On the whole, taxi drivers in Seoul were very serious and professional. When I had to go twice a week to Incheon city limits to teach the head of a semi-conductor plant, I was supposed to take a taxi after getting off the subway if I was running really late. I did not like to have to do this, but my schedule never did allow for enough travel time in this case. The right bus did not always come in time and was unreliable. My destination was too far away from the subway station to walk. Unfortunately, I had been overscheduled and it was my boss and/or secretaries who were being inconsiderate and pushy by expecting me to go so far away and arrive in time after teaching an early class beforehand at my institute. I should have caused a fuss but I let it go.
I was not an assertive person at all in any way so it was difficult for me to have to hail a taxi, especially in a very foreign country. It was not my way to easily just flag down a taxi. For my whole life up until then, a person would “call a taxi” by dialing the telephone and ordering a taxi by telling the dispatcher what the pick-up address was. On the days I hailed a taxi in Korea, after the taxi stopped for me, I had to tell the driver in Korean where to drive! I had to use the terms “straight”, “right” and “left” and say them in Korean as we were driving along the busy streets. When I got to the plant, I had to say “here”. The driver being dead-serious and in a huge rush made it even more stressful. And I was still always late for this important class after all that! The words I had to say were “chikchin”, “wenchuk” and “orenchuk”. And “yogi” meant “here”.
I wrote above that there were two types of taxis around Seoul back then. The other foreign teachers told me, “Don’t take the black taxis….they’re expensive…” I thought they must be an atrocious price. After a few months I learned that these black sedans were only a few dollars more than the regular ones, so they were still very affordable, and they weren’t expensive after all. Maybe the drivers didn’t get angry and holler at their customers, since they made a few extra dollars for a fare….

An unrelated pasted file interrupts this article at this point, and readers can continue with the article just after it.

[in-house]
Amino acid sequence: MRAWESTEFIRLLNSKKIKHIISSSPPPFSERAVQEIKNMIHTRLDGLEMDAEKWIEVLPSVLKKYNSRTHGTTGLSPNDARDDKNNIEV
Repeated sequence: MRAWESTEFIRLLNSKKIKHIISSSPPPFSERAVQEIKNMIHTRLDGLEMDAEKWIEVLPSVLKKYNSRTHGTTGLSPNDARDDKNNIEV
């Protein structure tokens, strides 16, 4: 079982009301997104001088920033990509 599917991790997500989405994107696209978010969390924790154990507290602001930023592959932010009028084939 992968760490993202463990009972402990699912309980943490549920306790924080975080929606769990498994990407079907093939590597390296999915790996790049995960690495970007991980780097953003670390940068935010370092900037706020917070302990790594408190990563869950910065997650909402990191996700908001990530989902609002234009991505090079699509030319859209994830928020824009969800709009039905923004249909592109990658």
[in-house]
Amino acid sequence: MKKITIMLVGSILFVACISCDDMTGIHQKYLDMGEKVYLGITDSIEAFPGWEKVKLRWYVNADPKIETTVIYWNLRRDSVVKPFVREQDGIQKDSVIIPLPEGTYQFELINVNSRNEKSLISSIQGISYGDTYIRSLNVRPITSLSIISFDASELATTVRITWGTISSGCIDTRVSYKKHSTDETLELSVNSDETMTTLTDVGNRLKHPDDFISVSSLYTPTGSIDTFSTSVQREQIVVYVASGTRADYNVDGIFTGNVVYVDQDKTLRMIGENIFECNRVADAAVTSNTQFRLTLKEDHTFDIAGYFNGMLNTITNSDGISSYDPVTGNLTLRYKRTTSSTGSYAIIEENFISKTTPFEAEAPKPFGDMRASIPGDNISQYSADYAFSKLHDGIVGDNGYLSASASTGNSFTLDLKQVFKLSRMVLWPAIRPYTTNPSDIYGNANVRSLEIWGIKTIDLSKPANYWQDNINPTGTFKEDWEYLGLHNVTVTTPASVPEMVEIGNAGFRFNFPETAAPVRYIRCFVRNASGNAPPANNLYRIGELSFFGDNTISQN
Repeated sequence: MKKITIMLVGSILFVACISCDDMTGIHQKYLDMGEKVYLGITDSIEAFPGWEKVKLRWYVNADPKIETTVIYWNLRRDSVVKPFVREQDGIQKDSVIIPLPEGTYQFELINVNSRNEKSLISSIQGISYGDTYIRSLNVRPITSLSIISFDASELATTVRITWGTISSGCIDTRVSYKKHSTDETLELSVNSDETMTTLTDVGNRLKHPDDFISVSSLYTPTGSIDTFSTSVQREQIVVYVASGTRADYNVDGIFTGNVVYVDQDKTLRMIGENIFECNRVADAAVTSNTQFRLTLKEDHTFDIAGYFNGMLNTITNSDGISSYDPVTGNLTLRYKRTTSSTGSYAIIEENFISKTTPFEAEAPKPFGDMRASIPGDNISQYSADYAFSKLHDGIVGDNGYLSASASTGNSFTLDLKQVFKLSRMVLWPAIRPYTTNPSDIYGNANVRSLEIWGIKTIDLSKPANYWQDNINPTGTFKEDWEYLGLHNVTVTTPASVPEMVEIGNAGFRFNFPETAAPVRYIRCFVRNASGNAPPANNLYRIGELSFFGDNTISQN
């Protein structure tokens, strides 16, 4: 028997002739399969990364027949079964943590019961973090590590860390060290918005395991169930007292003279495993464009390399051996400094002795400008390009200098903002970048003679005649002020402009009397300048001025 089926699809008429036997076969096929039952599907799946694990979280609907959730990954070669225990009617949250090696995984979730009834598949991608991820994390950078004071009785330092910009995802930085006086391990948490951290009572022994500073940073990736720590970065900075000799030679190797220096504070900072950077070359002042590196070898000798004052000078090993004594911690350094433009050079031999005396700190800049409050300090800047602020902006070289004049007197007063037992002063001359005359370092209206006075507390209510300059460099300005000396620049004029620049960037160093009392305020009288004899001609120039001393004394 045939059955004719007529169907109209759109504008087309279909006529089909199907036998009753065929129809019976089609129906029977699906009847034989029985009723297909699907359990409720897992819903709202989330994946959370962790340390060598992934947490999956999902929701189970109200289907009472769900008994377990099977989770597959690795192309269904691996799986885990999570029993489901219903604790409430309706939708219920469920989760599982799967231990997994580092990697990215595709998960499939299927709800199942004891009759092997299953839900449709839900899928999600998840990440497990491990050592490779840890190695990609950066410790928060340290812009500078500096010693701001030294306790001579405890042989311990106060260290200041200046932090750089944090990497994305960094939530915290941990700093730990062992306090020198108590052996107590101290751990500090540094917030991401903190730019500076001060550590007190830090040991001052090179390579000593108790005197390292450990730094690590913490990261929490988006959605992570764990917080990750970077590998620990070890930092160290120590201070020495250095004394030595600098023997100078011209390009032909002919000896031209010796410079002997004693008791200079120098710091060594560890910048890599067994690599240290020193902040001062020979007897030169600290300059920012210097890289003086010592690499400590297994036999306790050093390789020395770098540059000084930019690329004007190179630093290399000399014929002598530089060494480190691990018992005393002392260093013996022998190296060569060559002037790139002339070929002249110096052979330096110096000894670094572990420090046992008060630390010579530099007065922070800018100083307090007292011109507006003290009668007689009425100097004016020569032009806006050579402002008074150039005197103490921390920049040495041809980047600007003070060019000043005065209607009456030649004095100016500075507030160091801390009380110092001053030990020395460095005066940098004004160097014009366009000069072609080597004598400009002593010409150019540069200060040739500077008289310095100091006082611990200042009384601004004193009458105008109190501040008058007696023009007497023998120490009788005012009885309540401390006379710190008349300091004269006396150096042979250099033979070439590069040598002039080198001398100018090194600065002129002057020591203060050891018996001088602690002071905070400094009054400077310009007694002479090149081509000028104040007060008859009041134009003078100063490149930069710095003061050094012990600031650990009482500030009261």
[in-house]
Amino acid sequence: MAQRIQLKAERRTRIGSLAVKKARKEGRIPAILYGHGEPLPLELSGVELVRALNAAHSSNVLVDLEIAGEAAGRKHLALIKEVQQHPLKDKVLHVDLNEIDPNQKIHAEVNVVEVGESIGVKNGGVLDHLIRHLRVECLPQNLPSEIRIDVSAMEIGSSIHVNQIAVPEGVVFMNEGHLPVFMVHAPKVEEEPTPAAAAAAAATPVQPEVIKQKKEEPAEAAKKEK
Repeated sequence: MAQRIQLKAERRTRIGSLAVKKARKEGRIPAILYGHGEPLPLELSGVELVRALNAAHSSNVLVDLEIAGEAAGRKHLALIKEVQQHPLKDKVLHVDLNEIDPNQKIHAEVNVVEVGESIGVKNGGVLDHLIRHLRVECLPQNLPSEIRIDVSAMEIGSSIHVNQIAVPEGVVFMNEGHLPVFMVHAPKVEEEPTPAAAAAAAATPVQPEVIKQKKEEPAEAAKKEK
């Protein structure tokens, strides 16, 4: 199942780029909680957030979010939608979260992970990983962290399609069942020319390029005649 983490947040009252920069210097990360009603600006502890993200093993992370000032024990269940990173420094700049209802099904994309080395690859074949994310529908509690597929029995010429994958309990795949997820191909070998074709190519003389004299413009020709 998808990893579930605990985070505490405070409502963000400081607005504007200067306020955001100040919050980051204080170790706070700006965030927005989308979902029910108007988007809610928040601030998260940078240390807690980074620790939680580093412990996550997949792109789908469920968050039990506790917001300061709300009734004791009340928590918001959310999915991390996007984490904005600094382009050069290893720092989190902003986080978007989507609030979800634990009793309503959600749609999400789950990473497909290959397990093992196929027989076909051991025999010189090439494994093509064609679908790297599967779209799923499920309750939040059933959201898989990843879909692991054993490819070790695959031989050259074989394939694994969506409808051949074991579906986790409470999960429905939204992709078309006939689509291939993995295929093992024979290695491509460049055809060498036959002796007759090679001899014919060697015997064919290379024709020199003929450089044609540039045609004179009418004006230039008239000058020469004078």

You’re right about Itaewon! I wouldn’t have guessed it, but when you mentioned it I realized it’s the main intersection there. A quick Naver Maps street view search shows it was almost identical in 2010, with The Coffee Bean still there. These days, the 2nd floor is still a café, and the top floor is still a massage place in the 2020 street view ~
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My husband and I stayed right there at the Hamilton Hotel one night in Oct 1999. There was no such thing as The Coffee Bean and I didn’t like Itaewon and preferred all other areas of Seoul over it. Funny how I recognised that spot 22 years later… I am glad you are still looking at my writings…
It is funny to remember that I had a friend from England who went from being a nurse to an ESL teacher. She lived in the country and drove! I was so impressed as the traffic was incredibly hectic.
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I’d never try to drive there….my goodness!